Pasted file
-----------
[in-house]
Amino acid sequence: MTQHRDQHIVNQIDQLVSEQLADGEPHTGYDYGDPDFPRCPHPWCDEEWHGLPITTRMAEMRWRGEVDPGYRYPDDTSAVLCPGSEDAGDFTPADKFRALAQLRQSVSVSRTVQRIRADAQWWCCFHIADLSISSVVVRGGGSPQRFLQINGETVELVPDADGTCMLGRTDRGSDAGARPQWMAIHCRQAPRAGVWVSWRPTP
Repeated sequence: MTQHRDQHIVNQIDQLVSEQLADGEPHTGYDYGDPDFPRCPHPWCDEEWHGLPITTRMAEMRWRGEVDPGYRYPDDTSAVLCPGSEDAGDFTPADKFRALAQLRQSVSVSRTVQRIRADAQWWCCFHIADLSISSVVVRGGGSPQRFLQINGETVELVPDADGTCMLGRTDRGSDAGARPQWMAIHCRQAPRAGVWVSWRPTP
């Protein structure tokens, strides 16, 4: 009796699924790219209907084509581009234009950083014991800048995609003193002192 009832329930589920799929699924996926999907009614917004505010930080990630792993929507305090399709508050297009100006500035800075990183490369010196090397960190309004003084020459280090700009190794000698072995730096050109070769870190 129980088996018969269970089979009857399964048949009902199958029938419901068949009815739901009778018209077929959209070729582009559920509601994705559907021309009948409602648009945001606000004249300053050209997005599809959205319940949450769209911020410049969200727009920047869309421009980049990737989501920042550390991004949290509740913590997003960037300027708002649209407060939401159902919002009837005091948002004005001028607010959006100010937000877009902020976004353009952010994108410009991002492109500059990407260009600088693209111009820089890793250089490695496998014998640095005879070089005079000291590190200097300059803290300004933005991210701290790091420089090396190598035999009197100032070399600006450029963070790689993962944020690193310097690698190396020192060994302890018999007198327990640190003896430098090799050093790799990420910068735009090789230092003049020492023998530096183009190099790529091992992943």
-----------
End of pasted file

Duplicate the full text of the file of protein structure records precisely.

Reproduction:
[in-house]
Amino acid sequence: MTQHRDQHIVNQIDQLVSEQLADGEPHTGYDYGDPDFPRCPHPWCDEEWHGLPITTRMAEMRWRGEVDPGYRYPDDTSAVLCPGSEDAGDFTPADKFRALAQLRQSVSVSRTVQRIRADAQWWCCFHIADLSISSVVVRGGGSPQRFLQINGETVELVPDADGTCMLGRTDRGSDAGARPQWMAIHCRQAPRAGVWVSWRPTP
Repeated sequence: MTQHRDQHIVNQIDQLVSEQLADGEPHTGYDYGDPDFPRCPHPWCDEEWHGLPITTRMAEMRWRGEVDPGYRYPDDTSAVLCPGSEDAGDFTPADKFRALAQLRQSVSVSRTVQRIRADAQWWCCFHIADLSISSVVVRGGGSPQRFLQINGETVELVPDADGTCMLGRTDRGSDAGARPQWMAIHCRQAPRAGVWVSWRPTP
């Protein structure tokens, strides 16, 4: 009796699924790219209907084509581009234009950083014991800048995609003193002192 009832329930589920799929699924996926999907009614917004505010930080990630792993929507305090399709508050297009100006500035800075990183490369010196090397960190309004003084020459280090700009190794000698072995730096050109070769870190 129980088996018969269970089979009857399964048949009902199958029938419901068949009815739901009778018209077929959209070729582009559920509601994705559907021309009948409602648009945001606000004249300053050209997005599809959205319940949450769209911020410049969200727009920047869309421009980049990737989501920042550390991004949290509740913590997003960037300027708002649209407060939401159902919002009837005091948002004005001028607010959006100010937000877009902020976004353009952010994108410009991002492109500059990407260009600088693209111009820089890793250089490695496998014998640095005879070089005079000291590190200097300059803290300004933005991210701290790091420089090396190598035999009197100032070399600006450029963070790689993962944020690193310097690698190396020192060994302890018999007198327990640190003896430098090799050093790799990420910068735009090789230092003049020492023998530096183009190099790529091992992943």